Photo by Joella Marano (Jay-Z) [CC BY-SA 2.0 (], via Wikimedia Commons
Photo by Joella Marano (Jay-Z) [CC BY-SA 2.0 (], via Wikimedia Commons
Rapper Jay-Z and producer Timbaland had no right to use a decades-old Egyptian recording as the hook for their hip-hop hit “Big Pimpin’,” an attorney told a Los Angeles federal jury Tuesday, but the defense countered that the 1957 flute melody was paid for and the lawsuit alleging copyright violations has no merit.

Osama Ahmed Fahmy alleges that the rap mogul — whose real name is Shawn Carter — and the producer lifted a portion of his late uncle’s song “Khosara, Khosara” without paying a licensing fee, according to the suit.

Fahmy’s 2007 suit also names Paramount Pictures, Warner Music, Universal Music Group and MTV among the defendants.

Carter and Timbaland — real name Timothy Mosley — sat quietly with their attorneys during the trial’s opening day.

“Composers everywhere like to keep control over any changes to their work,” plaintiff’s attorney Peter Ross said in his statement. “They don’t want their songs changed without their permission.”

Ross told the civil jury in downtown Los Angeles that the melody’s composer, Baligh Hamdi, was a “romantic” and “elegant” man who would have been “horrified” to learn that his “beautiful and romantic” music had been combined with “something vulgar” to create “Big Pimpin’.”

Fahmy — who is expected to testify through a deposition because he is unable to attend the trial — also argues that using the melody in a song of “Big Pimpin’s” nature was a violation of Hamdi’s moral rights under Egyptian law.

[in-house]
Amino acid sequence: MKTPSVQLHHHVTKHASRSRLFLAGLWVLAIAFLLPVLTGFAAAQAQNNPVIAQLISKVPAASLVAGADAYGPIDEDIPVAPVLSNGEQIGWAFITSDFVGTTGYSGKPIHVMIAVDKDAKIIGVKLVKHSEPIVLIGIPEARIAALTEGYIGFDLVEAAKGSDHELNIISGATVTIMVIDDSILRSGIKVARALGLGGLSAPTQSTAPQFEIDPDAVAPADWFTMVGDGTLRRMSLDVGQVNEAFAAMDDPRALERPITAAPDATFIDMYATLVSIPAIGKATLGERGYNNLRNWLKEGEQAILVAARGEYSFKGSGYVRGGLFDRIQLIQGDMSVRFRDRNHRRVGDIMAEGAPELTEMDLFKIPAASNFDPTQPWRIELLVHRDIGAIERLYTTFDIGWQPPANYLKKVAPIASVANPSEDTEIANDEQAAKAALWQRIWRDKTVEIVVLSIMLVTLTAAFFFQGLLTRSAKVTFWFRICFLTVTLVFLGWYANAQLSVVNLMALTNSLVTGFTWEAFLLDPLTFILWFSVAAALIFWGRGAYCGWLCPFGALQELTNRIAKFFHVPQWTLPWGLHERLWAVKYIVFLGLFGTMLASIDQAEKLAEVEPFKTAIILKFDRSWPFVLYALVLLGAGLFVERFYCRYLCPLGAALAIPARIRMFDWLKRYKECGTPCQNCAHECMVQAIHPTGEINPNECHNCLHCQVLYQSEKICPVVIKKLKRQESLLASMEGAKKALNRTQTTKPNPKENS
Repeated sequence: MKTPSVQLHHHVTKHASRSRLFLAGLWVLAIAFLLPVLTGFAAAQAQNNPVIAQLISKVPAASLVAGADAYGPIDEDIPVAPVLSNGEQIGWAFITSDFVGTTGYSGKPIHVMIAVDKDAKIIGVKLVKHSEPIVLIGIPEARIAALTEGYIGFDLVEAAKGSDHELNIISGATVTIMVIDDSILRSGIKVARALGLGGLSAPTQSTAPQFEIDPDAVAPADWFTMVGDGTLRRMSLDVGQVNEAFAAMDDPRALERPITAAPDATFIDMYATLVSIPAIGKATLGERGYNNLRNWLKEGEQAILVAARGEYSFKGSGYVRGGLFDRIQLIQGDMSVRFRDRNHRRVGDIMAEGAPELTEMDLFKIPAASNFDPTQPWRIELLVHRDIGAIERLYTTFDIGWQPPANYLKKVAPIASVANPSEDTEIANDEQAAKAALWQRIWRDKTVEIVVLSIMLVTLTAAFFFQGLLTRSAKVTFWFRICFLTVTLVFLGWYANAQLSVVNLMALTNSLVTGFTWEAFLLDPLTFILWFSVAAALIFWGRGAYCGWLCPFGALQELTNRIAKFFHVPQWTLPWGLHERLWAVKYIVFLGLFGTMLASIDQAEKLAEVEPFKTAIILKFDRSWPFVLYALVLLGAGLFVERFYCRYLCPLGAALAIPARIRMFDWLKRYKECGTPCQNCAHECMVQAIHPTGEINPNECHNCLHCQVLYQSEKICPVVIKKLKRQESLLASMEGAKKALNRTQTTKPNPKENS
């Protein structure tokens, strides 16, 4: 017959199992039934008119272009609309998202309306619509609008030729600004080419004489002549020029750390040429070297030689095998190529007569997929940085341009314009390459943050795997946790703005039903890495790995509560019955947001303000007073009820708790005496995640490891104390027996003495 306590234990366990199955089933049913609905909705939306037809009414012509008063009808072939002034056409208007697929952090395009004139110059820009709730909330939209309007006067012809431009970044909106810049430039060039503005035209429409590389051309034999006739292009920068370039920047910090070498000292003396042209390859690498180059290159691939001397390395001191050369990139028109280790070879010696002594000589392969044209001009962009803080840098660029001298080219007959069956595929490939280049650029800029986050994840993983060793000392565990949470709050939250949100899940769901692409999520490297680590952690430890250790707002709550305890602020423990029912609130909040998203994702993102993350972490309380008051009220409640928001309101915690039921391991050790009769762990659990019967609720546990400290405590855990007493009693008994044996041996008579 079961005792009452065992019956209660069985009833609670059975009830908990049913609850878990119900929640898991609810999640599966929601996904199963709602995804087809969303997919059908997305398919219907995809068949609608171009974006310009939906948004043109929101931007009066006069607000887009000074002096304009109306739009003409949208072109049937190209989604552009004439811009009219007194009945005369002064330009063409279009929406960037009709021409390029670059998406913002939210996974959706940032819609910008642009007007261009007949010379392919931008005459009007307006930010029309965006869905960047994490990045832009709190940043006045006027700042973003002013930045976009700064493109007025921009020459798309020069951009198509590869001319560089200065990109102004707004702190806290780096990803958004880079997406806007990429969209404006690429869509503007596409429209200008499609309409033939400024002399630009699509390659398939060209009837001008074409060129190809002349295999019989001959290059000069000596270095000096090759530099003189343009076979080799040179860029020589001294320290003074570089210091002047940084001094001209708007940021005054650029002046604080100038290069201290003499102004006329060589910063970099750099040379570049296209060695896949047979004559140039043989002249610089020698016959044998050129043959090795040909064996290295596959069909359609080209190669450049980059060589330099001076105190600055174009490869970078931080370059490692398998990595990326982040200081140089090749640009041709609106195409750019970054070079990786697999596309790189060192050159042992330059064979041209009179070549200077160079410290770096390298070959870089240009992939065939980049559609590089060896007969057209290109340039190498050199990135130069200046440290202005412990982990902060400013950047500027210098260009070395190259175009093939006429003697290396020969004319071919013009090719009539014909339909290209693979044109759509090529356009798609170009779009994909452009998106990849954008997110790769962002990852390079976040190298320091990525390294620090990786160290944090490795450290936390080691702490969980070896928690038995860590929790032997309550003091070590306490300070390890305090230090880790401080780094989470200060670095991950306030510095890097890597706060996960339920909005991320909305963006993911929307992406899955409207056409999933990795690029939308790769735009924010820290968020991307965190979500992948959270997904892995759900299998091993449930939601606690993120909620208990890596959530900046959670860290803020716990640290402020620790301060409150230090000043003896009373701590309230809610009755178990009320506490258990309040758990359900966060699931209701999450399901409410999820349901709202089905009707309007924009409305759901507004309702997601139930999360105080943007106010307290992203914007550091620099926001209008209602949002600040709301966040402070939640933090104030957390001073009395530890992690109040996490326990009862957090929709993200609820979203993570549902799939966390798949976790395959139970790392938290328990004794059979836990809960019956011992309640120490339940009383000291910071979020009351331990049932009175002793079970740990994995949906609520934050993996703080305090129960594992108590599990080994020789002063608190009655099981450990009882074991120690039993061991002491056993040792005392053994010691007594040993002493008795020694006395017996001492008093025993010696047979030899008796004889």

U.S. District Judge Christina Snyder previously ruled that the rap song’s lyrics could not be brought before the jury during the first part of the trial, which will deal with contractual issues.

Had the Egyptian composer known of the sort of “vulgar” and “demeaning” lyrics that would be associated with his melody, Ross argued, “there could not have been approval.”

Mosley contends he found the Hamdi song without any identifying information on a CD and assumed it was in the public domain.

The producer’s attorney, Christine Lepera, argued that Fahmy had no right to bring the case, because her client paid $100,000 in 2001 to the label EMI Music Arabia, which she said had rights over “Khosara, Khosara,” which had been used in an Egyptian movie.

“And Mr. Fahmy was well-aware” of the licensing payment, Lepera said, adding that Carter and Mosley “had the right to do what they did.”

Both Carter and Mosley are expected to testify in the trial, which is expected to take about two weeks.

In his opening statement, Carter’s attorney, Andrew Bart, told jurors that his Grammy Award-winning client was “misplaced” in the case, and should not be a party to the lawsuit.

“He wrote some lyrics,” Bart said, arguing that Carter had nothing to do with the sampled melody line.

“There is no evidence” that Carter was even aware of the origin of the sample, Bart said.

A musician is expected to be brought to court to play the melody for the panel at some point.

The trial resumes Wednesday.

—City News Service

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